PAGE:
By Mai Nyua Lee
Jonathan Gallop’s journey from law practice to community faculty has been fun and rewarding. A Duluth native, he obtained his law degree at the University of Minnesota. After earning his degree, he became a managing partner in his law firm (Milavetz, Gallop and Milavetz). Gallop also coached high school baseball for eleven years. He retired from the law practice in 2001.
Gallop teaches business courses at Metropolitan State University, Minnesota State University Mankato, and Anoka-Ramsey Community College. He is the originator of the CIDER Method (Communicate-Investigate-Document-Evaluate-Respond), which describes the proper process to handle all employee complaints. Recently, he spoke with me to discuss his love for teaching and his newly published book, The C.I.D.E.R. Method: A Human Resource Approach to Handling Employee Complaints.
What has your experience been like working for Minnesota State colleges?
I love teaching and have been doing so for 18 years. I really enjoy the interaction with students in seated classes. But I have taken pride in making my online classes far more than a glorified independent study class. I am actively involved in discussion posts. I try to make the online classes a fun and interesting environment to keep my students engaged in their learning.
Is there a preference on how you want to be addressed by your students?
[chuckles] No, I am not hung up on this (titles). I really don’t give my students an answer. They can call me Mr. Gallop, or professor. It doesn’t matter.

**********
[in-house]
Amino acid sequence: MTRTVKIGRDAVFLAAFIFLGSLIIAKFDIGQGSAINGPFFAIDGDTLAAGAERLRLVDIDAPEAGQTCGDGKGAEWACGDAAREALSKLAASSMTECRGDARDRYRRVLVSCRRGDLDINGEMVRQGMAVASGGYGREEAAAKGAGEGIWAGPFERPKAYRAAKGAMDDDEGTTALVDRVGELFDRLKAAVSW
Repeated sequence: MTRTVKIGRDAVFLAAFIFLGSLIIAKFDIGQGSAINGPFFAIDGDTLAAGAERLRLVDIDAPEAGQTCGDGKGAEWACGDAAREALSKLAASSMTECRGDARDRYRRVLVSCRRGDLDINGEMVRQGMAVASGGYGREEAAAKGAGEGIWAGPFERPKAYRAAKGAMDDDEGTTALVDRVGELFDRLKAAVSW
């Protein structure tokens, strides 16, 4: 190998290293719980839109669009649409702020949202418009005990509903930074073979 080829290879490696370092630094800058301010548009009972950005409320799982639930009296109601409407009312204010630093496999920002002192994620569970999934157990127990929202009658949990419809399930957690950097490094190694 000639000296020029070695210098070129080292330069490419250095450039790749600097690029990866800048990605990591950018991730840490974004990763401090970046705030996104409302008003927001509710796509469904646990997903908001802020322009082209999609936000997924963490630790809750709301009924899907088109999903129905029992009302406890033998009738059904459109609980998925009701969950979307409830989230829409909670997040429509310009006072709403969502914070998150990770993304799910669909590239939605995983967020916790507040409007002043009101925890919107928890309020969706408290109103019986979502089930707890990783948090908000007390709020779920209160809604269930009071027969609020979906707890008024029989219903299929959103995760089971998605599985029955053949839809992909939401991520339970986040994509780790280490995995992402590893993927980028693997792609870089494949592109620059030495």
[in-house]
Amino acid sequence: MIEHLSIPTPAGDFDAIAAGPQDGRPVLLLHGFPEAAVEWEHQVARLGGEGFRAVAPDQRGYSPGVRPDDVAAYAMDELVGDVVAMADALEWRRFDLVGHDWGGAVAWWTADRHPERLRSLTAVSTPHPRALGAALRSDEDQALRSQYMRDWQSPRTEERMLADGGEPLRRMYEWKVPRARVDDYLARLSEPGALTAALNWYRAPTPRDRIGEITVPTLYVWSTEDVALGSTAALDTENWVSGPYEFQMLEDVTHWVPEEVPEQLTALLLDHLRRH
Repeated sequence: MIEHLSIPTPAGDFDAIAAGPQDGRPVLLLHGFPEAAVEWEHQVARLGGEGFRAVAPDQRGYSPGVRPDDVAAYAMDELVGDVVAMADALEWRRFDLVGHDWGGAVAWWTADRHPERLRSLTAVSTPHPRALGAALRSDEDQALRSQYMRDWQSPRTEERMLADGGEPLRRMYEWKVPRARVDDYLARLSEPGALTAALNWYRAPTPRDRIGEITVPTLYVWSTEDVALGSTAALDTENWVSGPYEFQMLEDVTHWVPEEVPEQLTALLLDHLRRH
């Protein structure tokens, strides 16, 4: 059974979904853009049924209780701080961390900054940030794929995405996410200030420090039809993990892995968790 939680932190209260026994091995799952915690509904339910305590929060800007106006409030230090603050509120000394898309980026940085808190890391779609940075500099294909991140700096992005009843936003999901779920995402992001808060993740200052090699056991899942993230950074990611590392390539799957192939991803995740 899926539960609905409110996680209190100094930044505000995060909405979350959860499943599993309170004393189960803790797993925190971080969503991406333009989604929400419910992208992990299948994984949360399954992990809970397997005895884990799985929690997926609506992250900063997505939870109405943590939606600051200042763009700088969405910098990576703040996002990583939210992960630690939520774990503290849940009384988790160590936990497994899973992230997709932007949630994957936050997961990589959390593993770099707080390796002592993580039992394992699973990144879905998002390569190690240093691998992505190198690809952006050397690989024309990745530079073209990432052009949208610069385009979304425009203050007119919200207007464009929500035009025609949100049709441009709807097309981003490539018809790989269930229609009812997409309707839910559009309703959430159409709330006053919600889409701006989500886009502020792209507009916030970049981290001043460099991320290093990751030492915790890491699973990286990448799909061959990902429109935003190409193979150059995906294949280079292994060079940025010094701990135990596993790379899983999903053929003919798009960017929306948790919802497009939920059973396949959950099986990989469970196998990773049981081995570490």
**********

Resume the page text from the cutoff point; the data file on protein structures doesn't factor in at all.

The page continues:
What have you learned from teaching?
I have become a better teacher learning from all of my students. For example, when I coached baseball, I needed to be able to describe different ways to approach and explain a method. It’s the same when I teach my students because we all learn differently.
That’s the purpose of school. If a teacher is not teaching in a way to help a student, it’s not good. I want my students to understand what I teach will help them in 5-10 years. I hope that what I’ve taught my student to help them with their life. The subjects I teach in class are reflected in the book also.
How did the idea for your book start?
I give seminars and during one, someone suggested that I write in article before someone takes my original idea of C.I.D.E.R. Method. My publisher heard and asked that I write it as a book. I said sure.
Is the CIDER Method a method you came up with?
It is all my method – it is the idea of having a systematic approach, not a haphazard way to treat each and every situation. Implementing the C.I.D.E.R. Method makes sure that each reported issue is handled in same manner although the company’s response to each reported situation may be different. You don’t want someone to ignore these issues at infancy, hoping they will go away. In my book, it’s about training a person in communication, not about talking, but it’s about listening to make sure they know the full extent of the problems.
How was your research process like?
I am constantly reviewing the new employment law cases from the appeals courts. Some cases are cited in the book. It’s also a culmination of what I’ve been doing for a long time, a great deal based on what I learned through practicing law and consulting with businesses.
How long did it take with writing the book from start to finish?
Five months – the information is what I’ve been lecturing on. Once I got the main points it was about organizing, polishing and a lot of editing.
Can anyone pick your book up and read it?
My audience is for business students, business owners and companies. I wrote it so college students can read and enjoy it. There’s humor in my book like my lectures, which helps for the lessons to be better remembered. It is 138 pages and I want it to be memorable, go beyond a typical textbook, and hope that anyone will keep and reference it.
Have you searched for yourself on the website rate my professor?
My daughters have sent me stuff. I don’t like reading this, but I do read the ones my daughters send me. I think it’s nice that students take the time to do this. Students have said some very nice things.